Read Alpha Asher by Jane Doe Chapter 194
Rowena answered the door when we knocked, and immediately took Asher into the den to scan him for any charms, spells, or curses. She pointed me upstairs where Cordelia was, and as I climbed the stairs, I searched for the words to say. It had been an accident, stealing the book, but once I had it I’d knowingly cast a spell from its pages.
“Come in, Lola.” Cordelia called out, her back turned to me as she rummaged through the old trunk in her bedroom. There were stacks of magical textbooks, the entire culmination of Cordelia’s collection throughout the years. Most of which she’d gotten from her family, but there were a handful she procured from powerful friends and distant cousins. She’d told me previously that she had charmed the box to vanish should anyone try to break into it.
When I entered her bedroom, which was a cocoon of tapestries and billowing fabrics, she had just snapped the lid shut. The bangles around her wrists were clinking as they hit into one another, playing the same song as the numerous amulets around her neck. Her greying hair was braided, trailing down her shoulder until it stopped around her waistline
She met my gaze and frowned, the lines around her mouth becoming more prominent.
“What’s wrong?” Cordelia asked, placing a hand against the amulets she wore. ” You look positively torn.
“There’s nothing wrong. Well, not exactly.” I said, s********g my nerves as I struggled to get to the point. Instead of speaking, I rummaged through the old tote bag I wore and pulled out her spell book. I could pinpoint the exact second that realization flooded her eyes, bringing on a light of distrust that made my stomach curdle and sour. “I-I casted a protection spell on Asher, but I swear I never meant to steal the book.”
Her eyebrows, which were naturally soft, fell into a sharp grimace. With the wave of her hand, the bedroom door clicked shut. She looked down at the book, then thumbed through its pages, leaving me to drown in the uncomfortable silence.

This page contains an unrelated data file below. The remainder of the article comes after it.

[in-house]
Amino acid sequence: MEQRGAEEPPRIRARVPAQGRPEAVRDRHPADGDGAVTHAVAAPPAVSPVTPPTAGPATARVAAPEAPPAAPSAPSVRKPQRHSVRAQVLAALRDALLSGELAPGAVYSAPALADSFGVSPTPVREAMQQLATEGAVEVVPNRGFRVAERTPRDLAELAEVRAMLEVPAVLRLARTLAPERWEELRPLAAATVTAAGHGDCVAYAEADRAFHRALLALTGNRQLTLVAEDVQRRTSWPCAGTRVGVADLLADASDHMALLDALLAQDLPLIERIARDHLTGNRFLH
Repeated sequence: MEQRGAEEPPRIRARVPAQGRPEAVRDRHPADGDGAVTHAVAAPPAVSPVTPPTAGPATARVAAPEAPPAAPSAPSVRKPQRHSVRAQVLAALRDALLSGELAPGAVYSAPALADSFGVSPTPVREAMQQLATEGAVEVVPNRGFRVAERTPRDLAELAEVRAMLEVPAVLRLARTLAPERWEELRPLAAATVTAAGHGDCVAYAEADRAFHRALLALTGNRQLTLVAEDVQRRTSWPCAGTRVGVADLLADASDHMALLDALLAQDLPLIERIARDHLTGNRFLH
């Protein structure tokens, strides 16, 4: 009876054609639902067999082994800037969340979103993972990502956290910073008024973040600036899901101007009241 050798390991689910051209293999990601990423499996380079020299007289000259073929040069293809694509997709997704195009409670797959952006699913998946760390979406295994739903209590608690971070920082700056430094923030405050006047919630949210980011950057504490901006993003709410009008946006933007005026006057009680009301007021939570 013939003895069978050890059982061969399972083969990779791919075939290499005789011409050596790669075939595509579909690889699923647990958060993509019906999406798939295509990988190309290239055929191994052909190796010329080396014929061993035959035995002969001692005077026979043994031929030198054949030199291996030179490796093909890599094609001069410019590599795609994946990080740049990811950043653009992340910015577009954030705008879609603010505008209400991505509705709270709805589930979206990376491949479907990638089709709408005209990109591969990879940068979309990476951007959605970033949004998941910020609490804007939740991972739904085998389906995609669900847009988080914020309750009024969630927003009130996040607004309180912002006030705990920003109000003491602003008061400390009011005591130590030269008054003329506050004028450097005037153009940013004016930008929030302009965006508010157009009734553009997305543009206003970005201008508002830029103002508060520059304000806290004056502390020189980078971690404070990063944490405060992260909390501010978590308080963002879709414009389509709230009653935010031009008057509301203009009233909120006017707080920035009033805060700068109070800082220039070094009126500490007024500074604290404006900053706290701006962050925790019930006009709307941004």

“So, you accidentally stole my book then proceeded to cast a risky spell on your mate, one that could’ve had horrible consequences if you had messed up a single detail in the slightest, am I correct?” She said, pinning me in place with a look that could’ve easily belonged to my mom or grandma.
Ruefully, I nodded.
Cordelia made a sound of understanding, then began tapping her nails along the hard cover. “Thank you for telling me the truth. I was wondering when my book would turn back up. I was beginning to think the gnomes had taken it.” She spoke.
She stared blankly at my confused expression before snorting and shaking her head. “It’s a joke, Lola. Though, I would like to know how you stole my book, even if it was by accident.”
With the book in her hands, and the jeweled rings on her fingers sparkling merrily, she turned to slide the book into her trunk.
Feeling a blush creep along my cheeks, I swallowed and asked, “Does the term Conjuration mean anything to you?”
She froze, her back still turned to me as she murmured, “That’s a word I haven’t heard in a very long time.”
Clicking the lock on her trunk shut a second time, Cordelia stood and turned to face me. Her eyes were calculating, though not in a sinister sort of way, more like she was seeing me clearly for the first time.
“That’s what your magic is. It’s how you stole my book, through Conjuration.” Cordelia wasn’t asking. No, this was a statement, a fact she knew to be true.
The harder I looked at her, the more certain I was that she couldn’t possibly be the spy the Blood Witch had sent. There was no trace of greed on her face. If anything, there was sympathy.
“You poor child.” She said quietly, nearly fracturing my heart with fear. She sank slowly onto the bed and placed a hand on the post for support. “That’s why they want you so badly. Oh, the damage they could do.”
“No, they won’t get the chance. I’m going to master this. It’s not going to control me, just like they aren’t going to control me.”
I was not going to be a pawn. Not now, not ever.